One book that's been circulating like crazy since it hit the library shelves last year is Smile by Raina Telgemeier.  Smile,  taken from Telgemeier's own life, is about an accident she had as a tweenager which knocked out her two front teeth and necessitated several years of orthodontia. You wouldn't think this would be a story that would glue kids to the pages, but Telgemeier makes it amazingly funny, goofy even in places, but still realistic and very relatable.  
Smile3 Raina Telgemeier is also the creator of graphic books adaptations of the first four books in the Babysitter's Club series.  Telgemeier's updates have made this once-popular series fresh and current once more.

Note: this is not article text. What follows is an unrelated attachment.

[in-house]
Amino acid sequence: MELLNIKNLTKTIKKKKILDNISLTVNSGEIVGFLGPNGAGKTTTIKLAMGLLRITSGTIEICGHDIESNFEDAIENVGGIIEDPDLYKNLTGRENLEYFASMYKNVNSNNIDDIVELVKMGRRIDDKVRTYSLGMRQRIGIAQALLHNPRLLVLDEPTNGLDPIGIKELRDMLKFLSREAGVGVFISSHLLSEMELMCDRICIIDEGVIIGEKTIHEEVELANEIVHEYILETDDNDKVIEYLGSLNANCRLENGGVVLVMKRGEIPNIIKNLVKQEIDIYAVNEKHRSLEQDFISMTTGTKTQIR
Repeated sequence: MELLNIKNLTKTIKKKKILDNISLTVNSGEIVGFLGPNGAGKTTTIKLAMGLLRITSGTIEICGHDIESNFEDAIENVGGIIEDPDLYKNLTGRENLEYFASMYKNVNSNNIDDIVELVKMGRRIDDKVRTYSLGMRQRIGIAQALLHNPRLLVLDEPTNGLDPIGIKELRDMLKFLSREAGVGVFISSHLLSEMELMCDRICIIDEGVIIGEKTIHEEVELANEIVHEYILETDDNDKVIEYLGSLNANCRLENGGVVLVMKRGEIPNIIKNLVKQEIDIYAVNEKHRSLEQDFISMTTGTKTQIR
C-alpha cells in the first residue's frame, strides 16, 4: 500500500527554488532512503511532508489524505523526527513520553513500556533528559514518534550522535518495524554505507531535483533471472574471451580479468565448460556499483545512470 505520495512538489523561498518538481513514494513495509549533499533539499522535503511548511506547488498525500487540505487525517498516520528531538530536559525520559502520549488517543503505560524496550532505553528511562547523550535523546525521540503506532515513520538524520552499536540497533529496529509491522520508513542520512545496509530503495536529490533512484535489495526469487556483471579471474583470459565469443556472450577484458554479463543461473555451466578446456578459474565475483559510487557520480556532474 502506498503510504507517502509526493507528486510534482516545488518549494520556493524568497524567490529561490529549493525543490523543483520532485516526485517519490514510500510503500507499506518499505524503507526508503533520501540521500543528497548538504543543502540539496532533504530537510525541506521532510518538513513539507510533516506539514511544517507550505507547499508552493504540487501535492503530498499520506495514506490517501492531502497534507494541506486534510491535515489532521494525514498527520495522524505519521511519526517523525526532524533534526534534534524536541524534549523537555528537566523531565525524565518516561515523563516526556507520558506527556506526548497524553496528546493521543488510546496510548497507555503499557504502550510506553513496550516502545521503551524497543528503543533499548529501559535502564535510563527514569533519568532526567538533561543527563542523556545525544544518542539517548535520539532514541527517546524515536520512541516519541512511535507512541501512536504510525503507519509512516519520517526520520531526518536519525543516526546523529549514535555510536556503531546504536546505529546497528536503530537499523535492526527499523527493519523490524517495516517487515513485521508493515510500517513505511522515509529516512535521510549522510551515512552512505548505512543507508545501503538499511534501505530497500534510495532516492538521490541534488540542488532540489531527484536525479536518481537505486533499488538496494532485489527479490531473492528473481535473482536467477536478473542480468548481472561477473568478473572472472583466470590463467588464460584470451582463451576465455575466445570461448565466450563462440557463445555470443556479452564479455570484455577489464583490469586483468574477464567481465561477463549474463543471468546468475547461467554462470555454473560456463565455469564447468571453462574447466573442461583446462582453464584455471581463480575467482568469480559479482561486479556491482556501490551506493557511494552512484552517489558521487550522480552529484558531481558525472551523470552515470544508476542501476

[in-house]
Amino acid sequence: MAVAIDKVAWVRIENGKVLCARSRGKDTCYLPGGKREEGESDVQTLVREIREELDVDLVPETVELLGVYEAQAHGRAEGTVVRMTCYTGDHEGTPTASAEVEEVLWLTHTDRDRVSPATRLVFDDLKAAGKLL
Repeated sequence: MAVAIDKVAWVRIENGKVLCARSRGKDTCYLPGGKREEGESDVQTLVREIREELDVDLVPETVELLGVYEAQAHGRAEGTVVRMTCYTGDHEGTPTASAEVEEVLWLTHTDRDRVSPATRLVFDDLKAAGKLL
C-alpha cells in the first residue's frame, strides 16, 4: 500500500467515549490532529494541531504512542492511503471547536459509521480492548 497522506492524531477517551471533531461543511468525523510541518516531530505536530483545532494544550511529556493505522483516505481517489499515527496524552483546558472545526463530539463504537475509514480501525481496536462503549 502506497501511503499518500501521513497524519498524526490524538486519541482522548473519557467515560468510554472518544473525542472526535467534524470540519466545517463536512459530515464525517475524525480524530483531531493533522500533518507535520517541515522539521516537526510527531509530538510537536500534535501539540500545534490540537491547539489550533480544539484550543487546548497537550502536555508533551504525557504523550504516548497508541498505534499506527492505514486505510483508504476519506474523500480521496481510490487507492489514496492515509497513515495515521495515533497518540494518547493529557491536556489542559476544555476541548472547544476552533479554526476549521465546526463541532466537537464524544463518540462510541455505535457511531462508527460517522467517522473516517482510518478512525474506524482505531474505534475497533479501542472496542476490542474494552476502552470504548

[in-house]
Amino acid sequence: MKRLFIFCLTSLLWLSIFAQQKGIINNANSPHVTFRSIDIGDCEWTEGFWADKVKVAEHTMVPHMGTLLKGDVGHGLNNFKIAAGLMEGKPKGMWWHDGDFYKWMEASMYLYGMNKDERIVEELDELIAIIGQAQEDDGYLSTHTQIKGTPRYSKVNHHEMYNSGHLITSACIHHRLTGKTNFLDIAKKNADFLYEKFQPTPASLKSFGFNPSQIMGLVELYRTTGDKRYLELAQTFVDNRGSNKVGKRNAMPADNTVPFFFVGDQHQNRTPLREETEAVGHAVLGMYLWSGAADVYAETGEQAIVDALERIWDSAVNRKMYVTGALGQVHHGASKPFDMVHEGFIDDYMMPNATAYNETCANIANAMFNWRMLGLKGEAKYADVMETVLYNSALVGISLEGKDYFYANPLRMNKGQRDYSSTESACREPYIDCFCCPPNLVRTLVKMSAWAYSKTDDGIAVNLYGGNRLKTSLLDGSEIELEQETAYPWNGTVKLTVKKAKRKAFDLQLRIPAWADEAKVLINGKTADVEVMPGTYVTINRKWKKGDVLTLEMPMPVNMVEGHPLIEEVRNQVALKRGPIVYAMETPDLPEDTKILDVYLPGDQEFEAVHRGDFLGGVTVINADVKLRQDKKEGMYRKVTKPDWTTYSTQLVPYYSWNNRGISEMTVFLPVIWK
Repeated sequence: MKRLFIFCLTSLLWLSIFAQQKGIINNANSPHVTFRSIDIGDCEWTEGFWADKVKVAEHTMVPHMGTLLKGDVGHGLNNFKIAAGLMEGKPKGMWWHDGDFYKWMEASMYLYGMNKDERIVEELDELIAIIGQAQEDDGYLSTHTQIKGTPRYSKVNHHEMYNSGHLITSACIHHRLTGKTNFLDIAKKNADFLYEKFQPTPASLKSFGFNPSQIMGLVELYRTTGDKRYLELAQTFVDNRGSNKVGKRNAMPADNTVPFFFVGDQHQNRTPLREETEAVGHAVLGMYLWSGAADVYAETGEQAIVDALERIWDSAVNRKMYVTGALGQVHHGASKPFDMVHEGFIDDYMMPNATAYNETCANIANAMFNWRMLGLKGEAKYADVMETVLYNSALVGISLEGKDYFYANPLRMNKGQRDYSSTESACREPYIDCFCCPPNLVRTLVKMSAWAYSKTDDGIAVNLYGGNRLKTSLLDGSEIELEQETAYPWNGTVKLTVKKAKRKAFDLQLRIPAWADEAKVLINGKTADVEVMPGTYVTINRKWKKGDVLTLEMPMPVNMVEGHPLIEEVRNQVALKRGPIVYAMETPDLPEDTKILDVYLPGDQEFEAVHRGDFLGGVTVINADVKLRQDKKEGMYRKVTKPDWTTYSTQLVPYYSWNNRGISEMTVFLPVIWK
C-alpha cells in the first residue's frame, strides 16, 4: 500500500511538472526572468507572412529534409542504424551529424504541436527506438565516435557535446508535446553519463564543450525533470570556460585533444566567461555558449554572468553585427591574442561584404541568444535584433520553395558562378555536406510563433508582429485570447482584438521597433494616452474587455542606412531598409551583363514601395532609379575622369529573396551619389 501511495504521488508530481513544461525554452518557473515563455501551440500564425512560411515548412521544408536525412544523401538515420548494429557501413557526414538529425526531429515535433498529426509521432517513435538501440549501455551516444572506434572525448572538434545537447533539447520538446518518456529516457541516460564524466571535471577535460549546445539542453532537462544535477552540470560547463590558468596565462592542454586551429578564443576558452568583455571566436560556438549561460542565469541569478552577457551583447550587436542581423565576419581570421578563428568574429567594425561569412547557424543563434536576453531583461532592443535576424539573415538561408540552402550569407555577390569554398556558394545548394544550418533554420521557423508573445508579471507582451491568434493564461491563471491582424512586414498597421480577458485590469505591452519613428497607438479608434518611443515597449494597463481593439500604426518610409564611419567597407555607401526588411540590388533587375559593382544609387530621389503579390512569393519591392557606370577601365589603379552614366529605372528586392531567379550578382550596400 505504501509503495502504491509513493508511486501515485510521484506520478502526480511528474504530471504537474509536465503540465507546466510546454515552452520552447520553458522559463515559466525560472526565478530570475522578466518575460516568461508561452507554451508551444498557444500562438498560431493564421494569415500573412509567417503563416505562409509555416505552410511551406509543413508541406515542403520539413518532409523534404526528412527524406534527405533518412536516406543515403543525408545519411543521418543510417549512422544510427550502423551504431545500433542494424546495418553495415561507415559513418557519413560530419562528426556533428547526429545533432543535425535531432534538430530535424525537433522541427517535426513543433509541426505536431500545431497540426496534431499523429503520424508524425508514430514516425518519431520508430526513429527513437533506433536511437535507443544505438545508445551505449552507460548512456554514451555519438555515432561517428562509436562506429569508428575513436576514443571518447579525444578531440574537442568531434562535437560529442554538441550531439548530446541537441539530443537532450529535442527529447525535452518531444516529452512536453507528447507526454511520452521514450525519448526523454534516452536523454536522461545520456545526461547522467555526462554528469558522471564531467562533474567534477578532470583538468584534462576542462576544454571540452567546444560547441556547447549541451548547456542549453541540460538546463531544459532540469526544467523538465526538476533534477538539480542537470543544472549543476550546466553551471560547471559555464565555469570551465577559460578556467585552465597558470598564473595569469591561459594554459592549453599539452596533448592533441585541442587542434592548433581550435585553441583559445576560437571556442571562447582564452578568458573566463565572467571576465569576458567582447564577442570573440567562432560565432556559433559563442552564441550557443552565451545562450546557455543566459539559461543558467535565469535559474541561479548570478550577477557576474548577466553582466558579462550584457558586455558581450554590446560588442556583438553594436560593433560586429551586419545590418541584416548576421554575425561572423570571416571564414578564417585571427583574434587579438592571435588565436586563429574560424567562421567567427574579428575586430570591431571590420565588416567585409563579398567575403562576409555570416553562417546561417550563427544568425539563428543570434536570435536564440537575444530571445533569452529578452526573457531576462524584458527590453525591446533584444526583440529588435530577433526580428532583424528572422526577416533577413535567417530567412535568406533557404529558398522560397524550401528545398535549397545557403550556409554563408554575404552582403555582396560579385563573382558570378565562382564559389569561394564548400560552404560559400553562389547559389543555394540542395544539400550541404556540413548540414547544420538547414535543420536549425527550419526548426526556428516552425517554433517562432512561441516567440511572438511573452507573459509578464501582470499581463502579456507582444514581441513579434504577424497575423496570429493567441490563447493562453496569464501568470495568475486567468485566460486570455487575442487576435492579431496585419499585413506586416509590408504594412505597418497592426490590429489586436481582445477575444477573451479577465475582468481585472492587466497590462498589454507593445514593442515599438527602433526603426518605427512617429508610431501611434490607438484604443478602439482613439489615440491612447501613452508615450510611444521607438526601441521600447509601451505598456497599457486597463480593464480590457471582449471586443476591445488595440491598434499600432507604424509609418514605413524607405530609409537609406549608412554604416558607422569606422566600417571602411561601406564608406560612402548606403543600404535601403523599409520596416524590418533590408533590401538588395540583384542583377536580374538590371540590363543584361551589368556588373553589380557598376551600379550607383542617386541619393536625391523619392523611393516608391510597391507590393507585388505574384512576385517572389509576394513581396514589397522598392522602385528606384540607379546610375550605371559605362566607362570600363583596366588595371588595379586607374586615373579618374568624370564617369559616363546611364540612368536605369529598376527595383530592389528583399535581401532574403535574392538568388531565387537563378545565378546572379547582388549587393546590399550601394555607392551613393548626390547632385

Baby1 Baby3 Baby2 Baby4

One of my personal favourite series is Magic Trixie by the fabulously talented Jill Thompson. Thompson is probably the most acclaimed female artist working in mainstream graphic books today, and I think her children's work is her best.  Magic Trixie is a young witch living in the warm embrace of an extended  (and very cool-looking) witchy family, and going to school with the likes of werewolves, monsters and Egyptian mummies who are all perfectly childlike, even slightly cuddly.  Magic Trixie's adventures feature typical child concerns:  the trials of having a new baby in the family, the unexpected homesickness that is triggered by sleepover parties, the longing for an exotic new pet.  Magic Trixie herself is full of spirit  and lots of fun, and the illustrations are bright, energetic and expressive. 

Trixie Trixie2 Trixie3